Top management recognized the need for better communication and cooperation at the corporate level between IT and process control groups in order to protect the business. With that important goal in mind, they launched a pilot meeting to bring the two groups together in the same room, at the same time, to focus on this single important issue.
However, while the subject matter was the main focus for the meeting, he stated, “We took time to learn about each other’s needs and to also get to know each other. We could put a face to a name or a voice. Once we had this, we were able to sit down to educate and influence each other. There was a tremendous amount of positive discussion as we started to see each other’s world.”
One of the tangible outcomes from that meeting was a commitment by the groups to collaborate to improve the business. The first project was jointly developing policies and standards. Because of the first meeting, a culture of cooperation between the groups has continued to develop.
At The Dow Chemical Company, there has been a long history of IT and Engineering working together, said Eric Cosman, Engineering Solutions Architect.
Five years ago a group of managers went to a meeting called by the CIO and the VP of Engineering. The purpose of the meeting was to identify opportunities to improve the way the two departments worked together.
As Cosman said, “It was clear that we had to work together, and so we started to talk to each other.” From there, with the top-level support in place, the partnership resulted in a trickle down effect.
There were more joint meetings and collaborative efforts between the departments. Cosman said there was a greater appreciation that the groups were in it together.
He quipped, “We have an informal saying here. There is no hole in just your end of the boat.”
To make the partnership between Engineering and IT work, senior leaders recognized there was a need to invest in relationship building. They looked for solutions that would create the framework for sustaining their culture of cooperation.
Dow offers an internal course called “Creating Strategic Partnerships.” This is a two-day course offered by Human Resources and delivered by line managers. All members of the Engineering function take the course. Many of those in IT take it as well.
There are three foundational values that create the platform for working between the two groups. There must be shared vision, shared power, and shared accountability.
Cosman said the workshop “… is an example of not only talking about the partnership but also about living it.” He also said, “There is no formal way of measuring success, but it is easily seen in the behaviors of the people here. The real problems between IT and Engineering groups are not about re-assigning people or re-structuring but about culture, behaviors, and people’s individual points of view.”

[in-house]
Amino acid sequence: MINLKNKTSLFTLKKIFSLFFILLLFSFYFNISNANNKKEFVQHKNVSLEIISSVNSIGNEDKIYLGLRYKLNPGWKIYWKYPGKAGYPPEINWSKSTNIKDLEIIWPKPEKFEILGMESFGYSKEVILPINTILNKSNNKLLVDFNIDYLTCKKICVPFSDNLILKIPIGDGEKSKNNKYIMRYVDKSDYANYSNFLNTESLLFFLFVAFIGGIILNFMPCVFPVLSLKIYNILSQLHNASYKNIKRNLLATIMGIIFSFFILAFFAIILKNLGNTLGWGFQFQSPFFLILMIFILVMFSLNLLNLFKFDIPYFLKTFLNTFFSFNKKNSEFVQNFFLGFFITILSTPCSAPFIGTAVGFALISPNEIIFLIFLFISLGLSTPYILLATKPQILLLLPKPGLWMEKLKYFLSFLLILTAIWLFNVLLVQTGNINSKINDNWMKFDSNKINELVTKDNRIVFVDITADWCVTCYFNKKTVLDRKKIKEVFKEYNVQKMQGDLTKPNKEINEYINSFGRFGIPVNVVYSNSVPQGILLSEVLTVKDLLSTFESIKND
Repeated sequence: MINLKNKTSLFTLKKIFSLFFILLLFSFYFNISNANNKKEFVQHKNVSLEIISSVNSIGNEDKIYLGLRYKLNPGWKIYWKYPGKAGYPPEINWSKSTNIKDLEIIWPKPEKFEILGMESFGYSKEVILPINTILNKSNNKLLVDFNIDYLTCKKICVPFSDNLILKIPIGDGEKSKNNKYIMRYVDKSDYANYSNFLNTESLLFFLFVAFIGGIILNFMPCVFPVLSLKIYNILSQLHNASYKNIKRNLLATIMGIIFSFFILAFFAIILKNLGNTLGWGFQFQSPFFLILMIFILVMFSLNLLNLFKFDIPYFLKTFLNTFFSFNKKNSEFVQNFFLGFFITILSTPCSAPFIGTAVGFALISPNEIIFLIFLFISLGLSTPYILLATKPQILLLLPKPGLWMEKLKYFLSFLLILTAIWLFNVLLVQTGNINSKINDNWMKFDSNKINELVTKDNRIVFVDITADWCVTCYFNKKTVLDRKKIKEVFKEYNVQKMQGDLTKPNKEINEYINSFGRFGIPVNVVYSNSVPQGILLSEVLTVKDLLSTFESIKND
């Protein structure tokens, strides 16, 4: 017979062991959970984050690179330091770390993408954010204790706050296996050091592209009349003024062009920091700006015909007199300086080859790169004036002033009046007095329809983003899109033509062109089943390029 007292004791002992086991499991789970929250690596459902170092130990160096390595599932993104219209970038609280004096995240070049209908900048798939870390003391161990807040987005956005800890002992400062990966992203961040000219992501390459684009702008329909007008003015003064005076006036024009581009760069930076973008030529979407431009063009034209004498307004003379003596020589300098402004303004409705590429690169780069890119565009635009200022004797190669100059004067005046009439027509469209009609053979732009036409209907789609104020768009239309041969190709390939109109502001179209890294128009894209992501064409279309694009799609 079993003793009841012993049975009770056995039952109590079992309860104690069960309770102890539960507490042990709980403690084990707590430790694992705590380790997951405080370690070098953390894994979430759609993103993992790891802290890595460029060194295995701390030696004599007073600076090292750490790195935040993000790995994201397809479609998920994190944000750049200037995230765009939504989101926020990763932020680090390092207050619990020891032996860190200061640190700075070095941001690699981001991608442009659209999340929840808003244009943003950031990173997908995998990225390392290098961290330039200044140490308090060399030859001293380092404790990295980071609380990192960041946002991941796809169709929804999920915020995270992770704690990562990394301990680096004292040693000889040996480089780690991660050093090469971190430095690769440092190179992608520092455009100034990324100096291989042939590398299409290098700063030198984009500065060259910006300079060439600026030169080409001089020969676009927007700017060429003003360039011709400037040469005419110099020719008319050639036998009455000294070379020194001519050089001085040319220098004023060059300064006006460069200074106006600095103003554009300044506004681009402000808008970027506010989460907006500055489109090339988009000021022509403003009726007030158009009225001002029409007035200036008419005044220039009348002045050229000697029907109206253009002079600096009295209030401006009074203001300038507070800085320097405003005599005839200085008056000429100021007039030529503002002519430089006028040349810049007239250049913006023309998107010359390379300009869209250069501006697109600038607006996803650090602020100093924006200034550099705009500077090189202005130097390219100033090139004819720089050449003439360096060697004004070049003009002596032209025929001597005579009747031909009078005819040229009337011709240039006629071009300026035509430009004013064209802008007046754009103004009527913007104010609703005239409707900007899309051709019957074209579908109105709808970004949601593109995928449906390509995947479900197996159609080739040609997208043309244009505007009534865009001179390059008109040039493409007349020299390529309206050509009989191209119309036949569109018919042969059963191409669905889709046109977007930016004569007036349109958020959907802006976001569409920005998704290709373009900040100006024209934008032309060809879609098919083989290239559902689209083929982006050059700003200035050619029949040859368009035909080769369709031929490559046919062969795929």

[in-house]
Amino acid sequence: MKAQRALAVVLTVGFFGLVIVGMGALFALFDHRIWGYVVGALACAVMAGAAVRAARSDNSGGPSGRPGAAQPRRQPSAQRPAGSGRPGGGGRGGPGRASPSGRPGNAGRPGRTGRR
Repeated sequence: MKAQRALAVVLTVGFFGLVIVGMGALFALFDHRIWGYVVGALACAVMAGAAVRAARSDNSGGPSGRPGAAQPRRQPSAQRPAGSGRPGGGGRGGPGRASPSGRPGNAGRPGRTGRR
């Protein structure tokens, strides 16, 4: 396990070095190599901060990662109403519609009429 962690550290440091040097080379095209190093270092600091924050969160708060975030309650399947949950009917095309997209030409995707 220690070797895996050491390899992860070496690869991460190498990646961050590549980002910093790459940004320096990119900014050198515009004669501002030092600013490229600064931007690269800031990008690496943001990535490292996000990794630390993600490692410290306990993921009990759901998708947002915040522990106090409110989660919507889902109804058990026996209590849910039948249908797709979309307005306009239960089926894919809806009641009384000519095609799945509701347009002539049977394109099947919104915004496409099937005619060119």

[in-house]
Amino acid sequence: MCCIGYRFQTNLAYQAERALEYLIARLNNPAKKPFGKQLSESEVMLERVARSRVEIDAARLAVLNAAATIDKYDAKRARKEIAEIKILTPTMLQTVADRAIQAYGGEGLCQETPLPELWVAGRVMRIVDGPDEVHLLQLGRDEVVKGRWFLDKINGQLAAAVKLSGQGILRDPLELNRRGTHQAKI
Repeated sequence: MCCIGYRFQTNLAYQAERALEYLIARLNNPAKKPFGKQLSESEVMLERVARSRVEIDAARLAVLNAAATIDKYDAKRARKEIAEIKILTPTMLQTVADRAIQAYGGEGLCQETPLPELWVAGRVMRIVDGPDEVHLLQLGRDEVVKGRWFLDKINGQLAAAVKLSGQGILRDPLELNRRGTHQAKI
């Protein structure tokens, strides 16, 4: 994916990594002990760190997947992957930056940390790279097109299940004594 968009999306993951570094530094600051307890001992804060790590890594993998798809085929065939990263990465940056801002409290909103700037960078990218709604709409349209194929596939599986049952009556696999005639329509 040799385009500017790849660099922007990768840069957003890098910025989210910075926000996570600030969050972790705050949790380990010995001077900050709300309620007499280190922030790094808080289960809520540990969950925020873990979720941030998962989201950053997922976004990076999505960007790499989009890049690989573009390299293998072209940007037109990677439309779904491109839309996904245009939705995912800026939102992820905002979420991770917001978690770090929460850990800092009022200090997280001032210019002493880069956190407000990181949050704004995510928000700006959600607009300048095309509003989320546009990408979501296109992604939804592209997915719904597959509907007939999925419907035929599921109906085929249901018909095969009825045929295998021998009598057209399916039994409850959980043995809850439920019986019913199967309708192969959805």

“Not all disconnects between IT and Process Control are the result of conflict and tension. They can also come from ‘innocent’ mistakes,” noted a well-known control systems engineer who works for a large chemical company.
The engineer reported an incident where an IT employee attended a vendor seminar and came back eager to implement a wireless solution to extend wireless services to conference rooms in a plant location so people could use their laptops wirelessly. What the IT employee did not know was there was already an existing wireless instrumentation application in place on the plant floor. The good news was the employee’s action came from a place of wanting to give good customer service to the people on the plant floor. The bad news was his execution had flaws within since there were serious channel conflicts and bandwidth limitations between the IT wireless system and the wireless instrumentation application.
Do we need senior leadership?
While having top down approval at the corporate level both makes sense and allows for implementation, there have been other successes without this level of support.
A Fortune 10 telecommunications company did this when three regional leaders representing National Operations, Network Operations, and Network Engineering decided to come together. These regional leaders had been given conflicting objectives by corporate with little or no room to negotiate.
The three groups were distinct, and yet their successes were not independent of one another and, indeed, depended on each other’s performance. As in many other companies, there was little room to negotiate with upper management’s expectations, and so they were stuck with each other. Normally there might be the usual turf wars. However, these three leaders decided they would do the unusual: They would look for ways to cooperate with each other.